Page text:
During the first five months of 2019, I received 3,107 pieces of mail from 158 charitable organizations. This averaged somewhere around 20 such items each day, not counting Sundays and holidays. The majority were requests for donations, but some were newsletters that arrived at intervals from weekly to quarterly. A few were to variations of my name (a copy to Edra C. Bogle and one to Edna Vogel, maybe).
A total of $14.66 was enclosed in these, varying from 3 cents to $1 in amount. Thirteen sets of personalized address labels were enclosed, and two other sets that spelled my name wrong. Larger “free gifts” included three cloth bags suitable for groceries, two cloth caps, two knit caps, a military cap (WASPs), one set of garden gloves, and a set with a pen, small computer and another military cap. (During the winter of 2018, a total of 27 wall calendars and four pocket calendars were received, as well as nine sets of blank Christmas cards with envelopes.) Greeting cards for other occasions were also received, but I have already given them to two retirement homes and do not have a proper record.
Why so much? Because I was raised in northwest Iowa by a loving but strict Seventh-day Adventist grandmother who taught me to tithe my tiny income, usually consisting of an allowance of a few dollars a month, and in the summer what I made by selling to fishermen night crawlers that I collected. (Our small frame house was on a major route to Lake Okoboji.) There were no SDA churches closer than 125 miles, so I was taught to donate to charities instead. I have continued to do so all my life in one way or another.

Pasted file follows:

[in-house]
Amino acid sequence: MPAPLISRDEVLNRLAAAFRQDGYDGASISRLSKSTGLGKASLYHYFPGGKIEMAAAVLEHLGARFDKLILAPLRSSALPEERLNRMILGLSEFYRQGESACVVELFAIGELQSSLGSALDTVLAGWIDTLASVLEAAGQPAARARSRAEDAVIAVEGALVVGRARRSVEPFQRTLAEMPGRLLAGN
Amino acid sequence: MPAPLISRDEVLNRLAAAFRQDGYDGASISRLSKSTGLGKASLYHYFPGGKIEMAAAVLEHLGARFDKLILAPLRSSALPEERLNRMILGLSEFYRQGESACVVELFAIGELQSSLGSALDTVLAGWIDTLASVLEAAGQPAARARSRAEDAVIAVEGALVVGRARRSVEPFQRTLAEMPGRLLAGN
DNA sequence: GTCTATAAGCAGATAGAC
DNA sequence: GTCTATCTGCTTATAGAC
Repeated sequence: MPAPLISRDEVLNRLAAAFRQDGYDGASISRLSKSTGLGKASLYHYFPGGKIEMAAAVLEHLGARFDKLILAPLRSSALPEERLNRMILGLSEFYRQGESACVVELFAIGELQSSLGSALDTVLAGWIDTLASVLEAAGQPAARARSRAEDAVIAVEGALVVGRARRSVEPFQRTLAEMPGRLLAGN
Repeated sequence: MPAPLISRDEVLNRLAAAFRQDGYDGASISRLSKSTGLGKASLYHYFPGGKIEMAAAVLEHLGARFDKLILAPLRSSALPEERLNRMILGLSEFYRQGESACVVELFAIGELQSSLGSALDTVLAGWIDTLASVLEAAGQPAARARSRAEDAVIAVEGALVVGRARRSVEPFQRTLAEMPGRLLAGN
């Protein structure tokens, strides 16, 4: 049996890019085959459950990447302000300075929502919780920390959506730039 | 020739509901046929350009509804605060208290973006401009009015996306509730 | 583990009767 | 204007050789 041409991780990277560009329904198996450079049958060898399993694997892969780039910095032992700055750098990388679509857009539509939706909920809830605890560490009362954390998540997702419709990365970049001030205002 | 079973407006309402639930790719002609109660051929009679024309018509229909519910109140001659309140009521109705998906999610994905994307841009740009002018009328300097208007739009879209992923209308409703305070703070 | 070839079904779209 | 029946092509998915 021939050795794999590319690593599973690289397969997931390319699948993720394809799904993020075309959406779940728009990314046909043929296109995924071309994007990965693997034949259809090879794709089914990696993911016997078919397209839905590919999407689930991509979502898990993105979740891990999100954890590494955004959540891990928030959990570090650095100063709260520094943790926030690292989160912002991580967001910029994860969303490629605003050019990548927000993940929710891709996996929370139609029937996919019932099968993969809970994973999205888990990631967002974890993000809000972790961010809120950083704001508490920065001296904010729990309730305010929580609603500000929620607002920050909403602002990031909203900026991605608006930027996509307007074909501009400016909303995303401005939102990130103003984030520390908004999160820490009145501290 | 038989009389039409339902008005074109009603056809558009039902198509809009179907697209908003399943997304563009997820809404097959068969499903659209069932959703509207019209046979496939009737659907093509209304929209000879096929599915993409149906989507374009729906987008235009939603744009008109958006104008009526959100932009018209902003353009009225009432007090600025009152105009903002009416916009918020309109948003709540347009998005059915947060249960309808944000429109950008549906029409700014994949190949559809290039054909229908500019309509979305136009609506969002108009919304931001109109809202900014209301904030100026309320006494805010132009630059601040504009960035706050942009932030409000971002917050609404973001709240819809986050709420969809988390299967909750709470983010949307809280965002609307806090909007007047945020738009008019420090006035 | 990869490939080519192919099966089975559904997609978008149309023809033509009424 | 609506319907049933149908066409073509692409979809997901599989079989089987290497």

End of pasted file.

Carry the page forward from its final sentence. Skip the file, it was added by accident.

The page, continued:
After some research, I discovered that each piece of mail averages just less than 10 cents to send out, counting postage, materials and labor. So in these five months, around $300 was spent this way. I donated about $135 to these groups, leaving them at least $165 in the hole. However, most of my giving is not as a result of these solicitations, but rather I sent over $600 to groups of my own choosing, including, of course, strong overlap, but their money is still wasted. I also cannot guess how many other items these charities have to spend for — Rent? Training? Compiling lists?
So what is my point? Well, many of my friends report receiving similar mail and throwing it away without opening it. There’s no way of telling just how much these groups waste on such mailings, though of course each one justifies them to its members (including the staff).
Meanwhile, we read of generous gifts by the wealthy, such as awarding scholarships for higher education (I give one annually myself); children who cannot even afford to go to a doctor, let alone receive serious care if it is needed; people who are given free meals by charities but cannot afford regular meals at home (if they have a home); and many other worthy deeds that help a few a little.
Would it not be better to raise taxes on those who can afford to help out these people, without the wasted money, inevitable lack of proper care, not only for the poor but for the middle class when an unexpected serious problem occurs, and the shame some of all three groups sometimes feel?
Please don’t think of this as socialism. The founders of this country took care not only of themselves but of the people they found already living on this continent. During the following decades, roads were built for all to use, and later railroads. Public schools were established when land had been dealt out equitably, starting with one-room frame buildings for the lower grades, where children were taught by women with only a high school education, but improving each decade in both content and quality of training.
And if you or your children have ever read the Laura Ingalls Wilder Little House on the Prairie series, let me reassure you it closely matches the tales of her childhood in Iowa, as told to me by an elderly family member.